I’m not saying we won’t offer Christmas services. Of course, we will, but I’m not sure we will try to “Wow” people with a Christmas production type of service. We may go back to a more traditional “Christmas carol/Christmas story” kind of service and less of a production.

I’m just thinking out loud for our church, so please don’t hear something I’m not saying. Obviously, high-level Christmas services are working all over the country, but for me, I’m wondering if the effectiveness matches the effort required. Would something simpler still provide equal value?

These are just a few thoughts/reminders I’m thinking about Christmas as we close out the year, and I don’t want to forget them next year. Make sure you do the same somehow. You’ll be glad you did.

P.S. You’re going to start seeing fewer emails from me. I will be sending out monthly emails instead of weekly emails in 2020. I still want to provide as much value and resources as possible. Just wanted you to know

Thank you for everything you do to help build the church. I hope 2020 is your best year of ministry yet!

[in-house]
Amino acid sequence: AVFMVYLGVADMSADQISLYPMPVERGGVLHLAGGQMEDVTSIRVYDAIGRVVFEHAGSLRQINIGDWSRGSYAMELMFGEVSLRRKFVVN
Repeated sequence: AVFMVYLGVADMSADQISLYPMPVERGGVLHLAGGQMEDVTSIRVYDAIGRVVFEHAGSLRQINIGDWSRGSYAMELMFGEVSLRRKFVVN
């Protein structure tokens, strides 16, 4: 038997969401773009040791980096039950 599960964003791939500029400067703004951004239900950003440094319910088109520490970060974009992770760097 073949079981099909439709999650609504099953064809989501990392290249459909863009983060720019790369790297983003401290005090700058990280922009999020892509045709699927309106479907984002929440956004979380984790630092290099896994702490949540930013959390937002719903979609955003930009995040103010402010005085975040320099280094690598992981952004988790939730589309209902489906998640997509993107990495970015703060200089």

The 5 Best Leadership Books I Read in 2019

I’m not sure who originally said “leaders are readers,” but there’s some truth to it. 

I try hard to schedule my week, so 1 day is reserved for introspection. That usually involves reading, writing, or dreaming. It doesn’t always work out, and my week gets full, but I try to prioritize learning and thinking time, and I would encourage you to do the same.

I read a bunch of great books this year, but I narrowed them down to my top 5. (I provided Amazon links)

1. Atomic Habits by James Clear

There seems to always be one book every year that stands out above the rest, and Atomic Habits was that book for me this year. It’s a book about changing behavior but it’s written in a very simple way. So much I could say, but this was a game changer for me. Amazon link

2. The Emotionally Healthy Leader by Peter Scazzaro